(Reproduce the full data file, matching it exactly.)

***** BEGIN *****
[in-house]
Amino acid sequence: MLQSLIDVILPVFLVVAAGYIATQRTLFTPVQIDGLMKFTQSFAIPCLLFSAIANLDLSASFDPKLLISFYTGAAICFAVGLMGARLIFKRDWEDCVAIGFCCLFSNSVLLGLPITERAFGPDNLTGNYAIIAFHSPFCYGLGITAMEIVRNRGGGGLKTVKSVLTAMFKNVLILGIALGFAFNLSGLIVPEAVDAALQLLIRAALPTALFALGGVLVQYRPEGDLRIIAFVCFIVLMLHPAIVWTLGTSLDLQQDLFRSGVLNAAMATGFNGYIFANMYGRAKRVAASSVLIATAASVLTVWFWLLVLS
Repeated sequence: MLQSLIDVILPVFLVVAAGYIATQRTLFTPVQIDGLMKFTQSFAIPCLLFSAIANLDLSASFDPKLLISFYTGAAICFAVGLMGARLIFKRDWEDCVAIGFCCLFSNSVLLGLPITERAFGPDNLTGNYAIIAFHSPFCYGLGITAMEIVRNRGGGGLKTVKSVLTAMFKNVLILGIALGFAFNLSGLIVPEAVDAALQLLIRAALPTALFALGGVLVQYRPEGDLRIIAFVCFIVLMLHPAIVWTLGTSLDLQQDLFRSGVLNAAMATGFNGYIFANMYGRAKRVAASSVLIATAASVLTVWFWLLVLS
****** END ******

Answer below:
[in-house]
Amino acid sequence: MLQSLIDVILPVFLVVAAGYIATQRTLFTPVQIDGLMKFTQSFAIPCLLFSAIANLDLSASFDPKLLISFYTGAAICFAVGLMGARLIFKRDWEDCVAIGFCCLFSNSVLLGLPITERAFGPDNLTGNYAIIAFHSPFCYGLGITAMEIVRNRGGGGLKTVKSVLTAMFKNVLILGIALGFAFNLSGLIVPEAVDAALQLLIRAALPTALFALGGVLVQYRPEGDLRIIAFVCFIVLMLHPAIVWTLGTSLDLQQDLFRSGVLNAAMATGFNGYIFANMYGRAKRVAASSVLIATAASVLTVWFWLLVLS
Repeated sequence: MLQSLIDVILPVFLVVAAGYIATQRTLFTPVQIDGLMKFTQSFAIPCLLFSAIANLDLSASFDPKLLISFYTGAAICFAVGLMGARLIFKRDWEDCVAIGFCCLFSNSVLLGLPITERAFGPDNLTGNYAIIAFHSPFCYGLGITAMEIVRNRGGGGLKTVKSVLTAMFKNVLILGIALGFAFNLSGLIVPEAVDAALQLLIRAALPTALFALGGVLVQYRPEGDLRIIAFVCFIVLMLHPAIVWTLGTSLDLQQDLFRSGVLNAAMATGFNGYIFANMYGRAKRVAASSVLIATAASVLTVWFWLLVLS